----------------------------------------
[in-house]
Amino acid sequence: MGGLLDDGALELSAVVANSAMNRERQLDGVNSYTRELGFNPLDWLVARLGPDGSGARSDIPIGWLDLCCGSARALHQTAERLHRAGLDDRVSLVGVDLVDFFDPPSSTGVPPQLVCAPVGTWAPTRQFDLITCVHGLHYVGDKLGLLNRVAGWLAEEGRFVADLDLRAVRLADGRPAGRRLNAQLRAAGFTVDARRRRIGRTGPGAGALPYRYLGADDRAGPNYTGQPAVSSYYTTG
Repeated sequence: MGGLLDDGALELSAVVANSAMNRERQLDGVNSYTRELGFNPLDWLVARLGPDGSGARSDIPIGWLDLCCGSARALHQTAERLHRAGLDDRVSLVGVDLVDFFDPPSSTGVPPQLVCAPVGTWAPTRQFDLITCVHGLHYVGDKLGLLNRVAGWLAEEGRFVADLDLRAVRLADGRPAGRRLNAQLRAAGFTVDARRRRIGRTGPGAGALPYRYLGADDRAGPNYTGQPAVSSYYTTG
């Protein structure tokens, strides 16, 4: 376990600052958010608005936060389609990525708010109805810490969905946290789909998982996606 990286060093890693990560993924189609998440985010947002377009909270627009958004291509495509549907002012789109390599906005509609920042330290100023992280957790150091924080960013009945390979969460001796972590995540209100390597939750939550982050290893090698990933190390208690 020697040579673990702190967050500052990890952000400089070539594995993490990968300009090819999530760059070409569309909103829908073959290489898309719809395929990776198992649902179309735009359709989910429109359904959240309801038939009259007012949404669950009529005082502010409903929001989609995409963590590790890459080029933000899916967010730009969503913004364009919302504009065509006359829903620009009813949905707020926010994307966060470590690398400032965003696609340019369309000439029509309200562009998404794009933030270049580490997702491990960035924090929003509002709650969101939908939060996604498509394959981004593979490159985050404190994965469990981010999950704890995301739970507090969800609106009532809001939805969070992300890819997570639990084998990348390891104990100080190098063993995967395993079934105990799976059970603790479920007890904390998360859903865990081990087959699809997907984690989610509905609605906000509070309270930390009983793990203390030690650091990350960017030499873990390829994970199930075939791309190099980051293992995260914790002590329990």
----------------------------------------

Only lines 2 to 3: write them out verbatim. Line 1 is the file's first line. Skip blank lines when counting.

Amino acid sequence: MGGLLDDGALELSAVVANSAMNRERQLDGVNSYTRELGFNPLDWLVARLGPDGSGARSDIPIGWLDLCCGSARALHQTAERLHRAGLDDRVSLVGVDLVDFFDPPSSTGVPPQLVCAPVGTWAPTRQFDLITCVHGLHYVGDKLGLLNRVAGWLAEEGRFVADLDLRAVRLADGRPAGRRLNAQLRAAGFTVDARRRRIGRTGPGAGALPYRYLGADDRAGPNYTGQPAVSSYYTTG
Repeated sequence: MGGLLDDGALELSAVVANSAMNRERQLDGVNSYTRELGFNPLDWLVARLGPDGSGARSDIPIGWLDLCCGSARALHQTAERLHRAGLDDRVSLVGVDLVDFFDPPSSTGVPPQLVCAPVGTWAPTRQFDLITCVHGLHYVGDKLGLLNRVAGWLAEEGRFVADLDLRAVRLADGRPAGRRLNAQLRAAGFTVDARRRRIGRTGPGAGALPYRYLGADDRAGPNYTGQPAVSSYYTTG